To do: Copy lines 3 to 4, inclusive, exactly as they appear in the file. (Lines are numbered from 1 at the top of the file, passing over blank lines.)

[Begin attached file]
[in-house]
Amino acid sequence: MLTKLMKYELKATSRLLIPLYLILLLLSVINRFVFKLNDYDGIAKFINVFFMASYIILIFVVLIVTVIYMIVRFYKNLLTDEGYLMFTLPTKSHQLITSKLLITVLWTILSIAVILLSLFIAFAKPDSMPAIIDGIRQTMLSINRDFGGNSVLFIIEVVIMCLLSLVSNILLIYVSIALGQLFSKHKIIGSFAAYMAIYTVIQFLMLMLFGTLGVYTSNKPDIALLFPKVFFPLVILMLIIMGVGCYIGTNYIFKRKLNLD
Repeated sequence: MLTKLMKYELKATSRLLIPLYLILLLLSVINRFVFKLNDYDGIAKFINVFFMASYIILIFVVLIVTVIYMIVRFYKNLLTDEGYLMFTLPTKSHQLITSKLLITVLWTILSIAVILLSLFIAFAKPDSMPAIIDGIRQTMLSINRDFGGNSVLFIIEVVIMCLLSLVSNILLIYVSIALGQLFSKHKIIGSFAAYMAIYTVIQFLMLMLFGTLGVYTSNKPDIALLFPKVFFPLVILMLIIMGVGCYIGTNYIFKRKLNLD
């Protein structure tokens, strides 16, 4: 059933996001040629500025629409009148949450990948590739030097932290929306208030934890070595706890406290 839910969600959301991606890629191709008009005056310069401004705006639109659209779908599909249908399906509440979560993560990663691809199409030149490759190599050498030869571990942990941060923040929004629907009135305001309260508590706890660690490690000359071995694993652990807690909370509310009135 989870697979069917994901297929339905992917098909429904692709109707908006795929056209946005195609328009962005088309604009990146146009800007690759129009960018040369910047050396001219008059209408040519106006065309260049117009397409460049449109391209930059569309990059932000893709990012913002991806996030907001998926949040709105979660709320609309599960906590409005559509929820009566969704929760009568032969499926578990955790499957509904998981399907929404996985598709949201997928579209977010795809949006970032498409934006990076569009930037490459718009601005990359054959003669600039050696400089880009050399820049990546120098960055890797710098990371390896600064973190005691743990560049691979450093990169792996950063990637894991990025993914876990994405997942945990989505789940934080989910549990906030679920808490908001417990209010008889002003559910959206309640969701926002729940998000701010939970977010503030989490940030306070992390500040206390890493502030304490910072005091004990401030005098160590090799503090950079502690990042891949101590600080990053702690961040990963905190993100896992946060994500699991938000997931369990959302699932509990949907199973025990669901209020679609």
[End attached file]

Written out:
Repeated sequence: MLTKLMKYELKATSRLLIPLYLILLLLSVINRFVFKLNDYDGIAKFINVFFMASYIILIFVVLIVTVIYMIVRFYKNLLTDEGYLMFTLPTKSHQLITSKLLITVLWTILSIAVILLSLFIAFAKPDSMPAIIDGIRQTMLSINRDFGGNSVLFIIEVVIMCLLSLVSNILLIYVSIALGQLFSKHKIIGSFAAYMAIYTVIQFLMLMLFGTLGVYTSNKPDIALLFPKVFFPLVILMLIIMGVGCYIGTNYIFKRKLNLD
């Protein structure tokens, strides 16, 4: 059933996001040629500025629409009148949450990948590739030097932290929306208030934890070595706890406290 839910969600959301991606890629191709008009005056310069401004705006639109659209779908599909249908399906509440979560993560990663691809199409030149490759190599050498030869571990942990941060923040929004629907009135305001309260508590706890660690490690000359071995694993652990807690909370509310009135 989870697979069917994901297929339905992917098909429904692709109707908006795929056209946005195609328009962005088309604009990146146009800007690759129009960018040369910047050396001219008059209408040519106006065309260049117009397409460049449109391209930059569309990059932000893709990012913002991806996030907001998926949040709105979660709320609309599960906590409005559509929820009566969704929760009568032969499926578990955790499957509904998981399907929404996985598709949201997928579209977010795809949006970032498409934006990076569009930037490459718009601005990359054959003669600039050696400089880009050399820049990546120098960055890797710098990371390896600064973190005691743990560049691979450093990169792996950063990637894991990025993914876990994405997942945990989505789940934080989910549990906030679920808490908001417990209010008889002003559910959206309640969701926002729940998000701010939970977010503030989490940030306070992390500040206390890493502030304490910072005091004990401030005098160590090799503090950079502690990042891949101590600080990053702690961040990963905190993100896992946060994500699991938000997931369990959302699932509990949907199973025990669901209020679609």